2. We must also consider whether any fault has had an adverse impact on the person making the complaint. I refer to this as ‘injustice’. If there has been fault which has caused an injustice, we may suggest a remedy. (Local Government Act 1974, sections 26(1) and 26A(1), as amended)
  3. We have the power to start or discontinue an investigation into a complaint within our jurisdiction. We may decide not to start or continue with an investigation if we think the issues could reasonably be, or have been, raised within a court of law. (Local Government Act 1974, sections 24A(6) and 34B(8), as amended)

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How I considered this complaint

  1. As part of the investigation, I have:
    • considered the complaint and the documents provided by Mr H;
    • made enquiries of the Council and considered its response;
    • spoken to Mr H;
    • visited the Council, inspected its files and interviewed its officers.
  2. I have sent my draft decision to Mr H and the Council and considered their responses.

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What I found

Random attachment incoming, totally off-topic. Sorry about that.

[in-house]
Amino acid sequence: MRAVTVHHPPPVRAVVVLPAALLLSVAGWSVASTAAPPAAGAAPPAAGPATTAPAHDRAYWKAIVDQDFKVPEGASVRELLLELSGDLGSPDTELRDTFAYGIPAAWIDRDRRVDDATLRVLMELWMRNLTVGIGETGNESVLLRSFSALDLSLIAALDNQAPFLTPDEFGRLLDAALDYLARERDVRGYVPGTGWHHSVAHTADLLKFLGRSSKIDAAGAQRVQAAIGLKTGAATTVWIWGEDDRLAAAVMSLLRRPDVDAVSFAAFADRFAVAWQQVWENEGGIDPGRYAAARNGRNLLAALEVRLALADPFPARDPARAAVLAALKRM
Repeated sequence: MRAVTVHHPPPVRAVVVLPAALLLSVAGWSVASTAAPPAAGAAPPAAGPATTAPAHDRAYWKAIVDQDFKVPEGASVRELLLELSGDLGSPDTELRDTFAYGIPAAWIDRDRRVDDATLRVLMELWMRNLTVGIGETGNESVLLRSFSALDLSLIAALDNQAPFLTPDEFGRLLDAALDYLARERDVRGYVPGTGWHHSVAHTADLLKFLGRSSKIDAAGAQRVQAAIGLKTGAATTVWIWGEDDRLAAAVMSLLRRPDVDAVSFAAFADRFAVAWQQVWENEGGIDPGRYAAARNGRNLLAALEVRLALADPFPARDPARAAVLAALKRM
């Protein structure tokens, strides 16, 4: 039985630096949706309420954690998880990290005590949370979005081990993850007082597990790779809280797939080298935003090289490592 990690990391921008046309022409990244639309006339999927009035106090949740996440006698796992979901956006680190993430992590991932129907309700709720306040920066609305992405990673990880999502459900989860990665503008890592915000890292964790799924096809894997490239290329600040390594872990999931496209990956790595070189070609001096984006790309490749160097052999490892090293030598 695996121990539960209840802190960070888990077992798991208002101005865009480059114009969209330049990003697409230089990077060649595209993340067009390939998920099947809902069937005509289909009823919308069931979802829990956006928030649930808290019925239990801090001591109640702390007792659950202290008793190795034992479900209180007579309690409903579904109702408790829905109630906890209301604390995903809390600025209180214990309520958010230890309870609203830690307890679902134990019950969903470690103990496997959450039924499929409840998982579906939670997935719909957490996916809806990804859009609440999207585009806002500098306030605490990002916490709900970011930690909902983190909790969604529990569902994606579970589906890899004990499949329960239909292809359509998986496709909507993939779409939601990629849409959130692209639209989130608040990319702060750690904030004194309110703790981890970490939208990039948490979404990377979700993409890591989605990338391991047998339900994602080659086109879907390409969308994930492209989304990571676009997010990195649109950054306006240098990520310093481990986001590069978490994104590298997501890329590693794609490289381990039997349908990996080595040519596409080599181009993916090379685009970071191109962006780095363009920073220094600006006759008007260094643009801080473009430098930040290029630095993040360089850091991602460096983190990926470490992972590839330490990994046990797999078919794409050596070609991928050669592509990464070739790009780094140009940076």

1. To convert a pavement/footpath, running alongside a road, to a shared use path, a council must remove the part of the 1980 Highways Act that restricts the footpath’s use to only pedestrians. It then needs to build the shared track. The Highways Act does not place any statutory undertaking on councils to carry out consultation on these measures.

The Public Sector Equality Duty

  1. The Equality Act says when councils are carrying out their functions, they need to consider the following duties towards several groups of people, including people with a disability:
  • to eliminate unlawful discrimination;
  • to advance equality of opportunity;
  • to foster or encourage good relations.
  1. This is called the Public Sector Equality Duty. The courts decide if a public authority has done enough to comply with the duty.

The Council’s Travel Strategy for the part of the town road J is in

  1. The Travel Strategy notes the cycling schemes for the area have:

“...specifically targeted the separation of cyclists from normal traffic as there is a perception that cycling can be dangerous. By ensuring that cycle ways are, as far as possible, kept off-road (or at least have clearly designated space) and are relatively direct, cycling should become more attractive as these measures will help address the perception of danger... These include...a new potential combined pedestrian footpath / cycleway along [Road J]”.

  1. The Council’s Officer has explained to me that its own consultation has shown the public have a perception that cycling can be dangerous.

Department of Transport Local Transport Note 1/12 Shared Use Routes for Pedestrians and Cyclists